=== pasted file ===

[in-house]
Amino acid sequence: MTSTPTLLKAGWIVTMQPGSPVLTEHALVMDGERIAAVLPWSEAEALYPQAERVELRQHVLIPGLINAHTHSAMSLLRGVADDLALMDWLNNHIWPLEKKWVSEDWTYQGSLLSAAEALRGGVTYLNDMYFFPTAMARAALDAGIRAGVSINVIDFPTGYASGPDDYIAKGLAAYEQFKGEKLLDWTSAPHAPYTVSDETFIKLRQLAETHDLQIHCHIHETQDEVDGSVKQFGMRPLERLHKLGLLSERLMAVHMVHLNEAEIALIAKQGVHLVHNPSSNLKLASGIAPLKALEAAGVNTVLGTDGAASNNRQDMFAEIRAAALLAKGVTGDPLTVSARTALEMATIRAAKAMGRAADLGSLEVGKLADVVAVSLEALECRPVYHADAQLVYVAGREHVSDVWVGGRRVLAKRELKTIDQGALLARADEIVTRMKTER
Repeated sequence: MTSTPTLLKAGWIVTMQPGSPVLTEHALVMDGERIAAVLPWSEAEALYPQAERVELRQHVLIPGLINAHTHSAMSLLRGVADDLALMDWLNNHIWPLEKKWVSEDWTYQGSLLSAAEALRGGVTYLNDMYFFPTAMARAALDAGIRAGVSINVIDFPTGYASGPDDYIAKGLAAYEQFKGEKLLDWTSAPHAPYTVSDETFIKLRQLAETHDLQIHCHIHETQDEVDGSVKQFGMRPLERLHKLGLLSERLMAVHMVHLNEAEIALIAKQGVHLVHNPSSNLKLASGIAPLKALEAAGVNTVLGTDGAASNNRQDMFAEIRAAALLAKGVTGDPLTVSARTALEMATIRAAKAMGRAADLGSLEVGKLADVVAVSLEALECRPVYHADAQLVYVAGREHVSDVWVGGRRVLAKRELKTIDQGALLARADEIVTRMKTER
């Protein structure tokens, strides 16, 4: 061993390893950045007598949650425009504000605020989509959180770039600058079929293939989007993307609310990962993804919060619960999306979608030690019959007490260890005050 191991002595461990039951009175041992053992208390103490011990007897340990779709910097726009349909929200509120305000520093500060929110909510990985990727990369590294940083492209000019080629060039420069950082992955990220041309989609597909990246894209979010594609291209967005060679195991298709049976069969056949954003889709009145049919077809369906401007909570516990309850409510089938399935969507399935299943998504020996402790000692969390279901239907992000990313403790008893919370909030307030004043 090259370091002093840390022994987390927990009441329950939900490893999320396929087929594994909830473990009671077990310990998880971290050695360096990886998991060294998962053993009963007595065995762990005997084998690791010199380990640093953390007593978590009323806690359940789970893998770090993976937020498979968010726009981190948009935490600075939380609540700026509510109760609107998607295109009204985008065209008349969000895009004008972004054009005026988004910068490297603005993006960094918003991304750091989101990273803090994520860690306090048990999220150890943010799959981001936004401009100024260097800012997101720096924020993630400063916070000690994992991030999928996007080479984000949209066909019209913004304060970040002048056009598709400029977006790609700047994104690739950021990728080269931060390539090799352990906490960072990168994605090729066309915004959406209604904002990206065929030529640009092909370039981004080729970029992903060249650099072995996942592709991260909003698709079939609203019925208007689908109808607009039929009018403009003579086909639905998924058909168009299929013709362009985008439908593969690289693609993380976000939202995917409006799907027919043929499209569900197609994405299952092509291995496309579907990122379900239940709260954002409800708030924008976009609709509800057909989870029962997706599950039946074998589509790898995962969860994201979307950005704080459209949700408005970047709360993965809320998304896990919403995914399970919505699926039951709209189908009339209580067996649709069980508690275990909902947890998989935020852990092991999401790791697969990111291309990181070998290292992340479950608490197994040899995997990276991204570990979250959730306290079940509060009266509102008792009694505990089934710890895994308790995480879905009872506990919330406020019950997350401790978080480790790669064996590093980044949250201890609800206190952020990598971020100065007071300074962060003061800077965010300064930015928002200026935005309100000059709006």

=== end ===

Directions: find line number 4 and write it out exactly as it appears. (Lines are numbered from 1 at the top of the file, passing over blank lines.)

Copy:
């Protein structure tokens, strides 16, 4: 061993390893950045007598949650425009504000605020989509959180770039600058079929293939989007993307609310990962993804919060619960999306979608030690019959007490260890005050 191991002595461990039951009175041992053992208390103490011990007897340990779709910097726009349909929200509120305000520093500060929110909510990985990727990369590294940083492209000019080629060039420069950082992955990220041309989609597909990246894209979010594609291209967005060679195991298709049976069969056949954003889709009145049919077809369906401007909570516990309850409510089938399935969507399935299943998504020996402790000692969390279901239907992000990313403790008893919370909030307030004043 090259370091002093840390022994987390927990009441329950939900490893999320396929087929594994909830473990009671077990310990998880971290050695360096990886998991060294998962053993009963007595065995762990005997084998690791010199380990640093953390007593978590009323806690359940789970893998770090993976937020498979968010726009981190948009935490600075939380609540700026509510109760609107998607295109009204985008065209008349969000895009004008972004054009005026988004910068490297603005993006960094918003991304750091989101990273803090994520860690306090048990999220150890943010799959981001936004401009100024260097800012997101720096924020993630400063916070000690994992991030999928996007080479984000949209066909019209913004304060970040002048056009598709400029977006790609700047994104690739950021990728080269931060390539090799352990906490960072990168994605090729066309915004959406209604904002990206065929030529640009092909370039981004080729970029992903060249650099072995996942592709991260909003698709079939609203019925208007689908109808607009039929009018403009003579086909639905998924058909168009299929013709362009985008439908593969690289693609993380976000939202995917409006799907027919043929499209569900197609994405299952092509291995496309579907990122379900239940709260954002409800708030924008976009609709509800057909989870029962997706599950039946074998589509790898995962969860994201979307950005704080459209949700408005970047709360993965809320998304896990919403995914399970919505699926039951709209189908009339209580067996649709069980508690275990909902947890998989935020852990092991999401790791697969990111291309990181070998290292992340479950608490197994040899995997990276991204570990979250959730306290079940509060009266509102008792009694505990089934710890895994308790995480879905009872506990919330406020019950997350401790978080480790790669064996590093980044949250201890609800206190952020990598971020100065007071300074962060003061800077965010300064930015928002200026935005309100000059709006």